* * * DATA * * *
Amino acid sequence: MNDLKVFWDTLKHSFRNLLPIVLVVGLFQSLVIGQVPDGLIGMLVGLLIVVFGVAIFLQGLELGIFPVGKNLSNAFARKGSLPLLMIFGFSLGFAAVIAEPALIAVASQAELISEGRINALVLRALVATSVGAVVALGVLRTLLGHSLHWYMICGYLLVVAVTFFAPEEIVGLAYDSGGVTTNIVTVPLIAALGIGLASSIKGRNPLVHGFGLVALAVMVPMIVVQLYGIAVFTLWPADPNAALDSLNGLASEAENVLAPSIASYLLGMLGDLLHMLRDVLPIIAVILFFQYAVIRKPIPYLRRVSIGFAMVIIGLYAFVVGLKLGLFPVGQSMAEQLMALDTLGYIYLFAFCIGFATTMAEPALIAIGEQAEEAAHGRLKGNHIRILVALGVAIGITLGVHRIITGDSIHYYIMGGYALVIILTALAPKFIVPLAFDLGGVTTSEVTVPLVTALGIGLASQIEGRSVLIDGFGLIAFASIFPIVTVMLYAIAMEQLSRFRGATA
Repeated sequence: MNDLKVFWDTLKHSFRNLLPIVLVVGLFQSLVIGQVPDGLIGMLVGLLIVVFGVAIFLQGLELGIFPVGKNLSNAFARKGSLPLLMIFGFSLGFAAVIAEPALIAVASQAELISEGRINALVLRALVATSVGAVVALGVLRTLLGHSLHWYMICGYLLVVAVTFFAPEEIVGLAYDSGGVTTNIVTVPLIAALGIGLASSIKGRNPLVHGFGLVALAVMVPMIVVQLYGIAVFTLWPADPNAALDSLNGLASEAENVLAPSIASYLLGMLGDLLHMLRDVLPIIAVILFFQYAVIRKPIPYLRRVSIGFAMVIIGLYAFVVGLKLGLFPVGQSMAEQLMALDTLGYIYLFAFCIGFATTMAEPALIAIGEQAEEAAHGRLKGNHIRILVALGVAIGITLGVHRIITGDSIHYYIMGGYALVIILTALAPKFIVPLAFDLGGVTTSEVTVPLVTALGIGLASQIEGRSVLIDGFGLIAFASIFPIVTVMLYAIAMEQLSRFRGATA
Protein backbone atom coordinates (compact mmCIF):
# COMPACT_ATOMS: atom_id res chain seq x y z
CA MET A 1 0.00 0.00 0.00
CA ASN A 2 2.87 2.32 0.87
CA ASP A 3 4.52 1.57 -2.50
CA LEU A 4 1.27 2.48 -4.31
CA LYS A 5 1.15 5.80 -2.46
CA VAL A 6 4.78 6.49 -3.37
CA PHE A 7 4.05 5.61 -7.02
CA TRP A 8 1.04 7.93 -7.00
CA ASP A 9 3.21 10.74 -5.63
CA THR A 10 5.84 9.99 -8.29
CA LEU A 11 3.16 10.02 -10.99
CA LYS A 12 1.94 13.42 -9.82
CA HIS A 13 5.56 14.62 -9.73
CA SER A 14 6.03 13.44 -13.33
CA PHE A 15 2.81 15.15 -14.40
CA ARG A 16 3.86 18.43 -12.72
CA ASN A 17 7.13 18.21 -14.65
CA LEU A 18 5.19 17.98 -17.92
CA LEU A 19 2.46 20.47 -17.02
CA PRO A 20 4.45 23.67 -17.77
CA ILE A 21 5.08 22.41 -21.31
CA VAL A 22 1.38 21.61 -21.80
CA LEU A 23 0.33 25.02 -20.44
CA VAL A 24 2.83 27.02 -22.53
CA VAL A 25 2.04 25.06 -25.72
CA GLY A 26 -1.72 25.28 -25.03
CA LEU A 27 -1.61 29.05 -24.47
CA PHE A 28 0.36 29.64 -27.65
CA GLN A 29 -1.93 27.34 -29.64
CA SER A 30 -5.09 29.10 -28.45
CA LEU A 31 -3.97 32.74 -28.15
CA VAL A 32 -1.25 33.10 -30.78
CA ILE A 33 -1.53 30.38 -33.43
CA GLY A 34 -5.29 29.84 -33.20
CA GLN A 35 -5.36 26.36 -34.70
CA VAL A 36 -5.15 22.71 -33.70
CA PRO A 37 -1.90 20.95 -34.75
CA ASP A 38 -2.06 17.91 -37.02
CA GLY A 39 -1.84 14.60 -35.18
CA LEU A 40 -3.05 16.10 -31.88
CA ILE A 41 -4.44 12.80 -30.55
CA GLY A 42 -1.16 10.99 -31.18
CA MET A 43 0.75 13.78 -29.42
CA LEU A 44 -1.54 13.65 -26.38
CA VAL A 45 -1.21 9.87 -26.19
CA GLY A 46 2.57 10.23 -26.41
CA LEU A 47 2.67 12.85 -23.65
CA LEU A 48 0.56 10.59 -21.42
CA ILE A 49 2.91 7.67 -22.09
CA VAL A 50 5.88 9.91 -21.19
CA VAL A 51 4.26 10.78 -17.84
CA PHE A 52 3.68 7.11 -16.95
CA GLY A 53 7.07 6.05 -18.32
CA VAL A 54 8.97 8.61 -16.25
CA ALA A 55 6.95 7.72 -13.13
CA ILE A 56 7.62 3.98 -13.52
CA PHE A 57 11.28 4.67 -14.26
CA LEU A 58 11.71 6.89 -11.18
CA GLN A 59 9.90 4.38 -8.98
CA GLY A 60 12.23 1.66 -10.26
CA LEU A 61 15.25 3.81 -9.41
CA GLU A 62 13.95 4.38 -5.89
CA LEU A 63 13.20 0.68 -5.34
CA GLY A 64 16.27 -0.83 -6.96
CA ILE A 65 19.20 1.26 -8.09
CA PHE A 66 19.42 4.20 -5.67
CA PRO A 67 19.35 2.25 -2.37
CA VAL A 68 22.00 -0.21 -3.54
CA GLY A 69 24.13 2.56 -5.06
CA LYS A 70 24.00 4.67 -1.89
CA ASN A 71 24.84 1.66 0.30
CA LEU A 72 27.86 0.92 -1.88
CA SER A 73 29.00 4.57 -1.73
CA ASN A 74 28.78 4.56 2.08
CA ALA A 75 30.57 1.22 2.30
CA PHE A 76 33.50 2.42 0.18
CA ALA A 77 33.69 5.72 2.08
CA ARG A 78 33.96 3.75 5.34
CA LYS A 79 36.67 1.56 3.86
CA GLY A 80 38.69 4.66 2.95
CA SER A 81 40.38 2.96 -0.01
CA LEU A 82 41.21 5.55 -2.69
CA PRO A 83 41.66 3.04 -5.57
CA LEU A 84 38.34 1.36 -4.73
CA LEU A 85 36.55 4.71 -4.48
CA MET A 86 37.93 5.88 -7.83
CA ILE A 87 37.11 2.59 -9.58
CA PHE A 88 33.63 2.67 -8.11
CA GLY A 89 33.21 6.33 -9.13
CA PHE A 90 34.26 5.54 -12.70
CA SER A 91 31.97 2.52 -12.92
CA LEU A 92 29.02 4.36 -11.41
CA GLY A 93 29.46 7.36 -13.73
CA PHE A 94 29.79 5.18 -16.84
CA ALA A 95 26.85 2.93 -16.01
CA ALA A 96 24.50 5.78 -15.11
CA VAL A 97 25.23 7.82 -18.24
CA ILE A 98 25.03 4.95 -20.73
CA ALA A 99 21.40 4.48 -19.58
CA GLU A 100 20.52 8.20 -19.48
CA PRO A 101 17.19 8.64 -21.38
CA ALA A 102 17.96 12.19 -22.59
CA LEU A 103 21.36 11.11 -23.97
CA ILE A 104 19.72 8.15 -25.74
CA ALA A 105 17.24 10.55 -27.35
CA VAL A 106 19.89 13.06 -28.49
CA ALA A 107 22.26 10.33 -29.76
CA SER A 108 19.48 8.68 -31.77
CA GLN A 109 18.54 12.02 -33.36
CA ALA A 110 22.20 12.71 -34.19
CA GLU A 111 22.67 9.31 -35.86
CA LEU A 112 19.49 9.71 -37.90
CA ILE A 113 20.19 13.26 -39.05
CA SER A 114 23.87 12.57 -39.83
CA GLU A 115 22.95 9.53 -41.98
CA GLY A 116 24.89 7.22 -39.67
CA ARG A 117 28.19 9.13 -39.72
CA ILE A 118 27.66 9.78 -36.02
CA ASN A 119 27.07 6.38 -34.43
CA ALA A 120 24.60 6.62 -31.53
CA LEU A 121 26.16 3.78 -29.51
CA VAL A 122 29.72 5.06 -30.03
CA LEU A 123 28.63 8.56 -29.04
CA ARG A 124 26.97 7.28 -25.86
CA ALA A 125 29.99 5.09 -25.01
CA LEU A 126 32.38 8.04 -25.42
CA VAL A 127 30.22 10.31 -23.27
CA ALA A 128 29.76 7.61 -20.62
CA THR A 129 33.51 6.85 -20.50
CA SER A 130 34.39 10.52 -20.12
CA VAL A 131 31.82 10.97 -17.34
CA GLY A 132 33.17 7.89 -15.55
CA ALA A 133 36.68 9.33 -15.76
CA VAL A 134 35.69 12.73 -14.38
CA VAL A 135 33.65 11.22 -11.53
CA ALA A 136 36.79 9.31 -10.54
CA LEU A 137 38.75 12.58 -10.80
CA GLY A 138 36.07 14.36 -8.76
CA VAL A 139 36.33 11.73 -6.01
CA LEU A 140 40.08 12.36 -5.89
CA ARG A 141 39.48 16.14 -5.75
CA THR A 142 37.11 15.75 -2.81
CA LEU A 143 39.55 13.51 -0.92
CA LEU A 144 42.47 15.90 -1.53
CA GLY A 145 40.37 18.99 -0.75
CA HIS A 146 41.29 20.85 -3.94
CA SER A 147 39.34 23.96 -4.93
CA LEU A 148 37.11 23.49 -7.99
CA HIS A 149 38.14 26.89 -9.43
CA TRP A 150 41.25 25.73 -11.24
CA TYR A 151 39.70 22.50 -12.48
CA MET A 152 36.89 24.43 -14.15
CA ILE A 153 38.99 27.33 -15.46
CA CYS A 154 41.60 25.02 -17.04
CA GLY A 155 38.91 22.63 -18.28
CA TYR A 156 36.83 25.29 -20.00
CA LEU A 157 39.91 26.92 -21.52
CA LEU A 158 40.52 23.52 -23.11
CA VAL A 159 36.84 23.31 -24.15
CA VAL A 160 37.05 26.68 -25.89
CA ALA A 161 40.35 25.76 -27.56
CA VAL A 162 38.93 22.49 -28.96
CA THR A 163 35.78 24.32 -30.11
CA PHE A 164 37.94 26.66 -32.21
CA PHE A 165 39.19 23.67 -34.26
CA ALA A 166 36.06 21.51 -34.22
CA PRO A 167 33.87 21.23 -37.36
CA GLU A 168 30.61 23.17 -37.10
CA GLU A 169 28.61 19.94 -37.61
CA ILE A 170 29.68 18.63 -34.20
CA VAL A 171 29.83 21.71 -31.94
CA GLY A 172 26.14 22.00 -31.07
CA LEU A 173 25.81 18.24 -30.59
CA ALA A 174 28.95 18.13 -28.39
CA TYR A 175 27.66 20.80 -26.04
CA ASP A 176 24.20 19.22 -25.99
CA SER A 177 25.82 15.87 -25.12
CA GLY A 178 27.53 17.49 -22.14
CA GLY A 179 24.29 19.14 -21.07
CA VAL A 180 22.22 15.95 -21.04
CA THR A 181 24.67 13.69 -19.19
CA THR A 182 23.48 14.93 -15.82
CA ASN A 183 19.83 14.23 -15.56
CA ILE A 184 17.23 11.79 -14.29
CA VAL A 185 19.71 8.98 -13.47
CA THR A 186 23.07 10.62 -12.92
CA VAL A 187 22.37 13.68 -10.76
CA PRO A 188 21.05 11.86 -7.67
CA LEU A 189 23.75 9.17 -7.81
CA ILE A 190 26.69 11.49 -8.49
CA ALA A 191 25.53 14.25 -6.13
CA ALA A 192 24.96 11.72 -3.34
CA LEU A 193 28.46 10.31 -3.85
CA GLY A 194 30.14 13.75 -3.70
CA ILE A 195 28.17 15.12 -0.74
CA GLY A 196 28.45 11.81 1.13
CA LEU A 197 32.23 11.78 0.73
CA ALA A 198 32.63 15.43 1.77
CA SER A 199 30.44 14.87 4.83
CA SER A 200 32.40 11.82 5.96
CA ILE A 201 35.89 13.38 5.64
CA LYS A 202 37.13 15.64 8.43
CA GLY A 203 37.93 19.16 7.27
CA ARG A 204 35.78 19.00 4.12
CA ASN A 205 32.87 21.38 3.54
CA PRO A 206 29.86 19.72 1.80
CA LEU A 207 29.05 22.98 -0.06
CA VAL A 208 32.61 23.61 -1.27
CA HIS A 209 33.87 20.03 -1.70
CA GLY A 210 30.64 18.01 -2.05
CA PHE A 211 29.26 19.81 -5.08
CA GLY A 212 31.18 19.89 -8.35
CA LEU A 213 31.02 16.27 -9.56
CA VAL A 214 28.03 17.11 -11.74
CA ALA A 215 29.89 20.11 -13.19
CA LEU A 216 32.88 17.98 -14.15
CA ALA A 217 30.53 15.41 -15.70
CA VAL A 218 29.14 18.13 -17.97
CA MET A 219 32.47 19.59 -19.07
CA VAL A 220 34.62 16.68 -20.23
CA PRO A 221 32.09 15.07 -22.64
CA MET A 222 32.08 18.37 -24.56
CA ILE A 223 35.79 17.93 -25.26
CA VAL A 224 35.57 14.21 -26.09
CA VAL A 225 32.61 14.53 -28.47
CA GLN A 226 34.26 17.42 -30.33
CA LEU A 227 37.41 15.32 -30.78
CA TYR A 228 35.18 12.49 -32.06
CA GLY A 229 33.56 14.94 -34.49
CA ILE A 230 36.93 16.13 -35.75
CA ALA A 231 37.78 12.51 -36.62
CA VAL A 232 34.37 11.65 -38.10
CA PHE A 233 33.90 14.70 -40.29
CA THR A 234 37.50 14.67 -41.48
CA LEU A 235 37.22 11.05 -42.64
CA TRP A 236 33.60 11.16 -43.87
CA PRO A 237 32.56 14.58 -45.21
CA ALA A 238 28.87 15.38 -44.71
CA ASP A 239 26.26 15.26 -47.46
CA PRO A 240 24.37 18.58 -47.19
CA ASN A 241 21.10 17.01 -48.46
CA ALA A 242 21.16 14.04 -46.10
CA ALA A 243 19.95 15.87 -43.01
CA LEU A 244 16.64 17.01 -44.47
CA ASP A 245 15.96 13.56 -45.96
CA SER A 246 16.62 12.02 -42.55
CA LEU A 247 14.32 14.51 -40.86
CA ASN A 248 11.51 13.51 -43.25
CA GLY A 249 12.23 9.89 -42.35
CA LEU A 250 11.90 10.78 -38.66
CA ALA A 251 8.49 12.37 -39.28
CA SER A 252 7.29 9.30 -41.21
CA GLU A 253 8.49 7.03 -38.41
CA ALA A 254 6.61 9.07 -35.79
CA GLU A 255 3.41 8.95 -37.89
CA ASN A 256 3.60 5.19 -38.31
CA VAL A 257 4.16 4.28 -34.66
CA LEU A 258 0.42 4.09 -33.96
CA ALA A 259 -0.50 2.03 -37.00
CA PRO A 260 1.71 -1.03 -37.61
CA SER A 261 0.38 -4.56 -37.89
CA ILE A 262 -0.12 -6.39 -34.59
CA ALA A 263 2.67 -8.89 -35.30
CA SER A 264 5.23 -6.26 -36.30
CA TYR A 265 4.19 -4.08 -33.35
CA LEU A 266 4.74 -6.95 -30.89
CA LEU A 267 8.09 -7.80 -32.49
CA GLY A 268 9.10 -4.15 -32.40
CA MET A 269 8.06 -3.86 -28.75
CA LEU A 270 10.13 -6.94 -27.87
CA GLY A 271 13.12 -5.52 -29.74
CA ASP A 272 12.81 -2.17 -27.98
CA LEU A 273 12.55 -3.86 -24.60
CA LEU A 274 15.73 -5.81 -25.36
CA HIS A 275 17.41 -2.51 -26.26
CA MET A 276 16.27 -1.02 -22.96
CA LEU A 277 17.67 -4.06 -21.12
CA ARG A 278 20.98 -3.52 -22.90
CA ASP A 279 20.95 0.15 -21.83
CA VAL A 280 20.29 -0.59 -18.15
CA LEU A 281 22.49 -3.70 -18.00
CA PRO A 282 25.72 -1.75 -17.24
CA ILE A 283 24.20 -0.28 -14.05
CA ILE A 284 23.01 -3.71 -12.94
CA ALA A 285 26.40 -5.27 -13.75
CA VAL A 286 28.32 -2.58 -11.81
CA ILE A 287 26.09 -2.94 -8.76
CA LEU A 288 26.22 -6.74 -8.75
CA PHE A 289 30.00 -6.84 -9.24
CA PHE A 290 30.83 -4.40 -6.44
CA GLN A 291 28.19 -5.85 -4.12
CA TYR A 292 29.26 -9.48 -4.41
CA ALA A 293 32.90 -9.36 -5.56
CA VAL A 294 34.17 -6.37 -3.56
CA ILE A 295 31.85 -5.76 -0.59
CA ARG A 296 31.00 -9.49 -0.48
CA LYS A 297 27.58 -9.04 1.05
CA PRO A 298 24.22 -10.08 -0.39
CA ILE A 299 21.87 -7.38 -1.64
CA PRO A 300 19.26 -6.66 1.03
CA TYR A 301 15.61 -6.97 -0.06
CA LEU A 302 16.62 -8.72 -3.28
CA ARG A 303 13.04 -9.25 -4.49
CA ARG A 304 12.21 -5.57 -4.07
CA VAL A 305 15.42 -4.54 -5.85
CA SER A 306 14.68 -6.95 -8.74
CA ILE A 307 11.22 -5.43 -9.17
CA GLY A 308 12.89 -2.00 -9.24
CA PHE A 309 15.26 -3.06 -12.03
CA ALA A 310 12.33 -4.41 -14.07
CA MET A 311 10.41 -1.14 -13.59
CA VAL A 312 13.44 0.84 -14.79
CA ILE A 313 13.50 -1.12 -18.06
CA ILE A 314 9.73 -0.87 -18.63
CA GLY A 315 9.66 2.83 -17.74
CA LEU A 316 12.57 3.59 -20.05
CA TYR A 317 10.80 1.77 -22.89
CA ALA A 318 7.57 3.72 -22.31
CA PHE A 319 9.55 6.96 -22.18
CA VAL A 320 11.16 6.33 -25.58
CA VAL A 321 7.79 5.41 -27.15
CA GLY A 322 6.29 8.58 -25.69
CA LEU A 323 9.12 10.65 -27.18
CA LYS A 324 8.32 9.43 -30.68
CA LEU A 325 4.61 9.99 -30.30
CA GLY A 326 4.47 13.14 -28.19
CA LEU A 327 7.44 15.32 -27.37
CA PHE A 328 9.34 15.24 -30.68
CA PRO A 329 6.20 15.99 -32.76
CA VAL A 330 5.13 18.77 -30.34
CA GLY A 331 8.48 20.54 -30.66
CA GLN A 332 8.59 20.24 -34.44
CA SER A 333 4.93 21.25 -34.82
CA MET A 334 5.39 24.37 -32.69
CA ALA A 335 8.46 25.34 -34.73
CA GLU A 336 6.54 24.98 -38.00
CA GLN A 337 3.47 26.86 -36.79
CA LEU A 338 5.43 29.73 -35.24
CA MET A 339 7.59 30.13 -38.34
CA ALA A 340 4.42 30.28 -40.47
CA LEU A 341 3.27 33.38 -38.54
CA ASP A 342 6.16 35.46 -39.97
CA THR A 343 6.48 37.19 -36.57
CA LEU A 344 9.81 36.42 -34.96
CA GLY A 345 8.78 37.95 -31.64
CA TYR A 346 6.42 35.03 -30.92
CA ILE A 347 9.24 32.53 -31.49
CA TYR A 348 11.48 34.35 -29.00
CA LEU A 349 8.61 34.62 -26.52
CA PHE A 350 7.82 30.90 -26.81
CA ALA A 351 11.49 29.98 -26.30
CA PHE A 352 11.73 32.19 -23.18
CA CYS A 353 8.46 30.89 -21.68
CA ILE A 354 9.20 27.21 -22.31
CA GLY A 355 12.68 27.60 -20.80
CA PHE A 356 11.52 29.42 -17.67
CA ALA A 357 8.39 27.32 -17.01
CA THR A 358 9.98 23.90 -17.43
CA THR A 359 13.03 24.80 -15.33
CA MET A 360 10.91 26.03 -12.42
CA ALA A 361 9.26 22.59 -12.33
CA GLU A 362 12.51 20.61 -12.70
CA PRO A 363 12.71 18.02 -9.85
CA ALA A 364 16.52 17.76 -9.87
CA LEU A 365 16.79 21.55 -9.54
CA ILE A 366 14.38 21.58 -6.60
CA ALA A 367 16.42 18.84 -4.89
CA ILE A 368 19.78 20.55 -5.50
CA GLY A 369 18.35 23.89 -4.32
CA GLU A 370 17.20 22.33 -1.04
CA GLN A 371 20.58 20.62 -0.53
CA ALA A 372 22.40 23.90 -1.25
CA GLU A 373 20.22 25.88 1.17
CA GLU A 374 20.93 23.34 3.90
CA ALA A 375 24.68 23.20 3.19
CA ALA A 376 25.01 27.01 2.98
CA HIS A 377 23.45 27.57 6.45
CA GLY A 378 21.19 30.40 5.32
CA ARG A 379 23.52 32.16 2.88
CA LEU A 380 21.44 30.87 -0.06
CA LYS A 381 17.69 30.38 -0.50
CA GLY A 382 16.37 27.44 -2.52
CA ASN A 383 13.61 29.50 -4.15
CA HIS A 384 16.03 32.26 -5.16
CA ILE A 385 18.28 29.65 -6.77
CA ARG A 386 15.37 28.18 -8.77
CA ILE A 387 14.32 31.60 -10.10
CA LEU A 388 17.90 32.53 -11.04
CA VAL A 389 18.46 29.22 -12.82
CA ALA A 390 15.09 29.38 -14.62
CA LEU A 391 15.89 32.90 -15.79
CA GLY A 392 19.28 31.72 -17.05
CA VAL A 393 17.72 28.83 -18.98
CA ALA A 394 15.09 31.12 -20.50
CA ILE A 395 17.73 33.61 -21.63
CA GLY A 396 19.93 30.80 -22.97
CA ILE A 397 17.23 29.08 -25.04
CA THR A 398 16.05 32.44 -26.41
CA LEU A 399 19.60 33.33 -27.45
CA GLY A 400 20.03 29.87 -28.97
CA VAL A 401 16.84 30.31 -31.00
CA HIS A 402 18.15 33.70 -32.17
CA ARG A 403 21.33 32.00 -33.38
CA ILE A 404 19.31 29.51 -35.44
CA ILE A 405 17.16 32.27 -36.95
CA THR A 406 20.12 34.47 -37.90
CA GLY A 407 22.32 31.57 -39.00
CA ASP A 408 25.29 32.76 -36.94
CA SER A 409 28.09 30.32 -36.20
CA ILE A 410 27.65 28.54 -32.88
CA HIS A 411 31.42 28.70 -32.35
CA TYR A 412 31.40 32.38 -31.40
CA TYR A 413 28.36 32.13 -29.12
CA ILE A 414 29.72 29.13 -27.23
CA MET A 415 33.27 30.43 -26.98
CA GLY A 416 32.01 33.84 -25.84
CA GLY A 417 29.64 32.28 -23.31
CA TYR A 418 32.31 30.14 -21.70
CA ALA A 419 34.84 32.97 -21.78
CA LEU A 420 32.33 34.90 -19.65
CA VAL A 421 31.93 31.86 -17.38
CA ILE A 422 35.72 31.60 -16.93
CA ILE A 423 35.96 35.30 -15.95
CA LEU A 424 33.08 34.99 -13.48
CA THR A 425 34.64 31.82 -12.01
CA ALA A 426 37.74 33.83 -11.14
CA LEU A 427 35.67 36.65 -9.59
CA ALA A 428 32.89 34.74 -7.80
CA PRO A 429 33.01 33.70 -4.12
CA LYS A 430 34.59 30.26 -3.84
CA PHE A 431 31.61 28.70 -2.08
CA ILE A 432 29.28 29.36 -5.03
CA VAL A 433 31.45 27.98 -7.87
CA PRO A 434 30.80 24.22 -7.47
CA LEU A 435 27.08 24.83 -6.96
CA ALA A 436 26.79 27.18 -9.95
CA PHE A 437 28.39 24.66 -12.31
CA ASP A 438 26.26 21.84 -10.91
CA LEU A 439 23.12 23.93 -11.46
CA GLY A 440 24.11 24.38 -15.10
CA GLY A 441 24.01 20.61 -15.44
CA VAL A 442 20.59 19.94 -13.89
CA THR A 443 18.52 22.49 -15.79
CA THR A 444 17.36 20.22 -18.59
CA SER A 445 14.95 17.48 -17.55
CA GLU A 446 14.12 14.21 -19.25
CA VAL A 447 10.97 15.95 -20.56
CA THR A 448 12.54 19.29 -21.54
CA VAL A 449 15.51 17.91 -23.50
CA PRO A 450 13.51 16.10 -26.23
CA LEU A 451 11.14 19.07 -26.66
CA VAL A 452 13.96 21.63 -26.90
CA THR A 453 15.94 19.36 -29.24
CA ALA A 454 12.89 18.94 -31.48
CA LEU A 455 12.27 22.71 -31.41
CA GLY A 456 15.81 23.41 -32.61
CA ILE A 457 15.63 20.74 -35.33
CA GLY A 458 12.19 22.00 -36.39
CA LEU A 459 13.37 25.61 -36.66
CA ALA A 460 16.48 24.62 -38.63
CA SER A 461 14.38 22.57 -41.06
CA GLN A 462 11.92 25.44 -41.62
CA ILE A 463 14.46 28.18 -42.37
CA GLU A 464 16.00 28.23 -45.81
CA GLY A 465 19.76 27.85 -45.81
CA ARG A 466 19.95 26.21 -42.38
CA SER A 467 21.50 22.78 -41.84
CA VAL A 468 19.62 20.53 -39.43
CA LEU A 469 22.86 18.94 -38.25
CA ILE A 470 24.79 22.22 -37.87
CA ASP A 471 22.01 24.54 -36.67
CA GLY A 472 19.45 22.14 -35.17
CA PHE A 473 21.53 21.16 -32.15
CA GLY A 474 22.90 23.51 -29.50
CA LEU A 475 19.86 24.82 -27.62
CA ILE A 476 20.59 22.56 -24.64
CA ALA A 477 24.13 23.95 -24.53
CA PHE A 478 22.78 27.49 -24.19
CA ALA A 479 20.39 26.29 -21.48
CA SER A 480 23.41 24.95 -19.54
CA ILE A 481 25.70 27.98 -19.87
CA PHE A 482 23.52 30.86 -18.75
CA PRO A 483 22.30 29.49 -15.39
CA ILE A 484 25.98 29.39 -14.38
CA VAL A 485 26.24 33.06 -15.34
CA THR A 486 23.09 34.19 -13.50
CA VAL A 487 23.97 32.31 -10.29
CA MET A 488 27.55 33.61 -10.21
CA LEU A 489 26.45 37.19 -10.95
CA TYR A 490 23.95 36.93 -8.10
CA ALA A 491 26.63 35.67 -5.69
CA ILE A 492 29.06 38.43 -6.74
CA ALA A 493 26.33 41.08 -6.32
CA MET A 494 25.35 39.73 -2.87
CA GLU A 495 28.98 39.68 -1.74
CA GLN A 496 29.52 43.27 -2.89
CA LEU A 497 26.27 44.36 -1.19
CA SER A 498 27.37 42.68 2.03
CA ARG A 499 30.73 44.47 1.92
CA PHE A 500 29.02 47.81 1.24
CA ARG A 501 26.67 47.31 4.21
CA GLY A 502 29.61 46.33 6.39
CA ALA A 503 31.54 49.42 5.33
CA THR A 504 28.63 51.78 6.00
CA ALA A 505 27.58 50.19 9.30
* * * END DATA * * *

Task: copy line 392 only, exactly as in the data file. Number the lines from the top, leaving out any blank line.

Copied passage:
CA LEU A 388 17.90 32.53 -11.04